Movie Review: Blow
Blow starts off on a roaring cinematic high, but then it collapses into darkness and depression. And though, to some extent, that's the effect director Ted Demme wants, the movie goes too far. Demme and his screenwriters are trying something interesting: They want to make a realistic, no-holds-barred chronicle of the drug trade in the '60s and '70s -- about cocaine, the Colombian cartels and a real American dealer, George Jung (played by Johnny Depp), who helped make coke the chic hard drug of the '70s. Blow is about life in the fast lane, as told by Jung, who helped design the highway.
Though it's based on a real-life story, it's not as convincing as the fictional Traffic. Despite this movie's high-energy, rock-'em-sock-'em trailers, it's a real disappointment: too hasty, too scattered and superficial, and, in the end, disappointingly sappy and sentimental. As for Depp, he often seems too nice to be the story's heavy-dealing drug dealer; perhaps he's trying too hard to give us Jung's viewpoint.
The movie seems to be snow-blind itself -- though there's no doubt that the life story of Jung, an East Coast kid turned California hippie who briefly conquered the pot and cocaine markets, has the potential to be a many-layered, true portrayal of the '70s cocaine wars. Done with the detail and style Martin Scorsese brought to Goodfellas and Casino -- or the pizzazz Brian De Palma gave Scarface -- it might have made a major Americana movie. But Blow, based on Bruce Porter's book, is a magnificent opportunity blown.
As his story begins, young George vows never to be a straight-arrow patsy like his honest working-class dad Fred (Ray Liotta) and heads for California's Venice Beach during the hippie era. Simply hanging out in the sun with his buddies Tuna (Ethan Suplee) and Kevin (Max Perlich), he stumbles into a lucrative pot dealership -- courtesy of his girlfriend Barbara (Franka Potente of Run Lola Run) and her fey moneyman friend Derek Foreal (Paul Reubens). Life's a beach for everyone until George gets his first comeuppance: busted for possession of a huge haul of cannabis.
In prison he meets crazed Diego Delgado (Jorgi Molla), who becomes his link to Pablo Escobar (Cliff Curtis), big boss of the Medellin cocaine gang. Soon, all his old pot connections become coke conduits -- minus Barbara, who dies of cancer. Ignoring the bad vibes, flying high and coked to the gills, George marries beautiful Colombian socialite Mirtha (Penelope Cruz) before experiencing a series of reversals and betrayals that leave him hanging by a thread. (The real Jung, currently in prison until 2014, was a consultant on this movie.)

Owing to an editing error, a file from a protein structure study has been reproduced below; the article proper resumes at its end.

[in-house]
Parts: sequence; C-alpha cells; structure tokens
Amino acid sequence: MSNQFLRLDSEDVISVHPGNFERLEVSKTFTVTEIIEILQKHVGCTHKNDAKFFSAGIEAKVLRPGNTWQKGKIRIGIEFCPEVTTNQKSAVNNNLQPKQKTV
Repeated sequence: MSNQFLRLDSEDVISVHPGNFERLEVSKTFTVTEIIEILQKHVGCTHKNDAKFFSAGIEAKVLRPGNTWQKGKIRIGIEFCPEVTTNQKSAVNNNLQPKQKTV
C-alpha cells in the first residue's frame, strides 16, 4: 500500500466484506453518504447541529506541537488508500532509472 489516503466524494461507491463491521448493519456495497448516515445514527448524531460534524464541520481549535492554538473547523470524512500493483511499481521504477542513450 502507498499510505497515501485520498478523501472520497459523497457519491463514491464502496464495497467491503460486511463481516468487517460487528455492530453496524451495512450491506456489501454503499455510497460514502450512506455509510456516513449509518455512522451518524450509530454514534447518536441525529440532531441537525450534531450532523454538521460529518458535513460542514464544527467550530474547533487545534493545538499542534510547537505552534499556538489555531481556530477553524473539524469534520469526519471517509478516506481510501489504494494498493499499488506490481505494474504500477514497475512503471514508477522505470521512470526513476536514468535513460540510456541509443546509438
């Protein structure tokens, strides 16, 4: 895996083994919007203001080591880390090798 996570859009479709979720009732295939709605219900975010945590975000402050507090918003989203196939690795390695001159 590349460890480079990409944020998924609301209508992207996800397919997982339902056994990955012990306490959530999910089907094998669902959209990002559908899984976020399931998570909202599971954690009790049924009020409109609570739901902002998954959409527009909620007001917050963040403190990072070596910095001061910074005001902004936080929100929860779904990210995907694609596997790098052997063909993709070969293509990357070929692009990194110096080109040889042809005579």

It seems unlikely Blow could fail to be an instructive, exciting movie. But Demme and his writers (Nick Cassavetes and David McKenna) tip their hand too much. They go for the heartstrings too soon. Telling the story as a flashback that begins right before George's disastrous last attempt at a big score, they give us a series of fast-paced vignettes that eventually turn into a catalogue of woes. What at first seems a kind of druggie Horatio Alger tale quickly becomes a sob story, as Jung's illusory power crumbles under an onslaught of betrayals. The movie turns into a long whine, less a tale of tragic destiny than one of cocaine paranoia.
Poor George. But what of his victims? Frankly, we don't see enough of them here: those who deluded themselves that cocaine was non-addictive. (One Robert Downey Jr.-style character, perhaps played by Downey, would have helped this movie immeasurably.) Blow, which seems constructed almost like a parole plea, never suggests hard enough that George was a hard case himself. Depp has such a nice-guy empathetic persona, it's difficult to see too much of a darker side, whatever his role. So the movie's George seems more a victim of bad company -- and bad drugs -- than the author of his own highs and fate.